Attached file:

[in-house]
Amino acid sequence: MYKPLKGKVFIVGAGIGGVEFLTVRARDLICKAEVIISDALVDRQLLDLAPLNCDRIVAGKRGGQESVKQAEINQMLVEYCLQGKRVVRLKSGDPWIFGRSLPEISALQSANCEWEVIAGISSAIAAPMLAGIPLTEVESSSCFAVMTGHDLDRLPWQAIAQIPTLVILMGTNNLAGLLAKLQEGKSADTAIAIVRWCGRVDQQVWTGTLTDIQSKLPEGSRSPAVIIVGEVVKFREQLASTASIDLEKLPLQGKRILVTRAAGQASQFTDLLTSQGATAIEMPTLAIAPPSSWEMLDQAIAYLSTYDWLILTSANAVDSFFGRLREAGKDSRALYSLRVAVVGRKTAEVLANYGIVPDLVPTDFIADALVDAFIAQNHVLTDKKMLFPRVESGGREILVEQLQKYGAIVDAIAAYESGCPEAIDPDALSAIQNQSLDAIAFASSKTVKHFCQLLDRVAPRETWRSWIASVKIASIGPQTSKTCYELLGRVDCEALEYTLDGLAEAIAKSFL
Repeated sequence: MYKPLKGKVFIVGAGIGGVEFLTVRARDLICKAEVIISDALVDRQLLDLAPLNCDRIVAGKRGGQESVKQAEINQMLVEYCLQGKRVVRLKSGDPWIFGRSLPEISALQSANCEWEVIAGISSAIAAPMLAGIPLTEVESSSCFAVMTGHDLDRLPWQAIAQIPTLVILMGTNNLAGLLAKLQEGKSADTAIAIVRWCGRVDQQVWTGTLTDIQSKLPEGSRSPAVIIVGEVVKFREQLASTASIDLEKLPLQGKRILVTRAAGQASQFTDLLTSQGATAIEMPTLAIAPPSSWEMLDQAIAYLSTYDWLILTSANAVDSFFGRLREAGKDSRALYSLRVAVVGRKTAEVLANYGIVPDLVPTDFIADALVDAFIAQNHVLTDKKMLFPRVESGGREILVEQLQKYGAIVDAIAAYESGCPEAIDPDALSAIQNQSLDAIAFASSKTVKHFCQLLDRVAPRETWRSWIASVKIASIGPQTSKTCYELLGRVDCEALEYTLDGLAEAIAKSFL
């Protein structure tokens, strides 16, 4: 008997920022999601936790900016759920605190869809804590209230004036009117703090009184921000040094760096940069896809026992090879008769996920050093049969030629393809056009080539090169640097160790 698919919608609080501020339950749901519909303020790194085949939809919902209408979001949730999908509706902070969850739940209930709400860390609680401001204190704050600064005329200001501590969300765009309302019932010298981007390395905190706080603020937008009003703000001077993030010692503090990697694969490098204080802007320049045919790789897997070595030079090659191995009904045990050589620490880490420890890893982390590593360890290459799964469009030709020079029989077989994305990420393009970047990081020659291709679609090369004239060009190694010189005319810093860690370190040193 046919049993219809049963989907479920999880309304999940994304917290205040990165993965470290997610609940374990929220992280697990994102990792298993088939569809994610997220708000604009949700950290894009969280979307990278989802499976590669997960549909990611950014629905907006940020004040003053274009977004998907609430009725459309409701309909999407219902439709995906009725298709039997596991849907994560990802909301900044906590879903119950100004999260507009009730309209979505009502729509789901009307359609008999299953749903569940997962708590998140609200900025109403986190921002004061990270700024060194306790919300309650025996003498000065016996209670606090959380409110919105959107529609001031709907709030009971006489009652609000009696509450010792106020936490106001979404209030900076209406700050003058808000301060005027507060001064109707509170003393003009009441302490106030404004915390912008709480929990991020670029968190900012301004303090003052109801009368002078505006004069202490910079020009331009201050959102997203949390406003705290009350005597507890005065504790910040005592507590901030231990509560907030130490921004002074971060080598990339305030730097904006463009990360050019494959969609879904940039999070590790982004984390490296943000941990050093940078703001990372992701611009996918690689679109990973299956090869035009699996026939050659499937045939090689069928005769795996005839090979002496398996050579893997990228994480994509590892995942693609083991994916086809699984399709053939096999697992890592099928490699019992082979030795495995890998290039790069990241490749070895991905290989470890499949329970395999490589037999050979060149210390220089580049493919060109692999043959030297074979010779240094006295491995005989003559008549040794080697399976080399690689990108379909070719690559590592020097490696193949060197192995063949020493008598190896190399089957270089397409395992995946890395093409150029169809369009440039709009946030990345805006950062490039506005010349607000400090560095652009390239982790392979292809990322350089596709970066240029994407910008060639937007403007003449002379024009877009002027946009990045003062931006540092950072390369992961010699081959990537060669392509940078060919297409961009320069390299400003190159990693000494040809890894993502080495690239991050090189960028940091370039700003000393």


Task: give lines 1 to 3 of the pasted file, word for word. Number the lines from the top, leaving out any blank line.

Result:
[in-house]
Amino acid sequence: MYKPLKGKVFIVGAGIGGVEFLTVRARDLICKAEVIISDALVDRQLLDLAPLNCDRIVAGKRGGQESVKQAEINQMLVEYCLQGKRVVRLKSGDPWIFGRSLPEISALQSANCEWEVIAGISSAIAAPMLAGIPLTEVESSSCFAVMTGHDLDRLPWQAIAQIPTLVILMGTNNLAGLLAKLQEGKSADTAIAIVRWCGRVDQQVWTGTLTDIQSKLPEGSRSPAVIIVGEVVKFREQLASTASIDLEKLPLQGKRILVTRAAGQASQFTDLLTSQGATAIEMPTLAIAPPSSWEMLDQAIAYLSTYDWLILTSANAVDSFFGRLREAGKDSRALYSLRVAVVGRKTAEVLANYGIVPDLVPTDFIADALVDAFIAQNHVLTDKKMLFPRVESGGREILVEQLQKYGAIVDAIAAYESGCPEAIDPDALSAIQNQSLDAIAFASSKTVKHFCQLLDRVAPRETWRSWIASVKIASIGPQTSKTCYELLGRVDCEALEYTLDGLAEAIAKSFL
Repeated sequence: MYKPLKGKVFIVGAGIGGVEFLTVRARDLICKAEVIISDALVDRQLLDLAPLNCDRIVAGKRGGQESVKQAEINQMLVEYCLQGKRVVRLKSGDPWIFGRSLPEISALQSANCEWEVIAGISSAIAAPMLAGIPLTEVESSSCFAVMTGHDLDRLPWQAIAQIPTLVILMGTNNLAGLLAKLQEGKSADTAIAIVRWCGRVDQQVWTGTLTDIQSKLPEGSRSPAVIIVGEVVKFREQLASTASIDLEKLPLQGKRILVTRAAGQASQFTDLLTSQGATAIEMPTLAIAPPSSWEMLDQAIAYLSTYDWLILTSANAVDSFFGRLREAGKDSRALYSLRVAVVGRKTAEVLANYGIVPDLVPTDFIADALVDAFIAQNHVLTDKKMLFPRVESGGREILVEQLQKYGAIVDAIAAYESGCPEAIDPDALSAIQNQSLDAIAFASSKTVKHFCQLLDRVAPRETWRSWIASVKIASIGPQTSKTCYELLGRVDCEALEYTLDGLAEAIAKSFL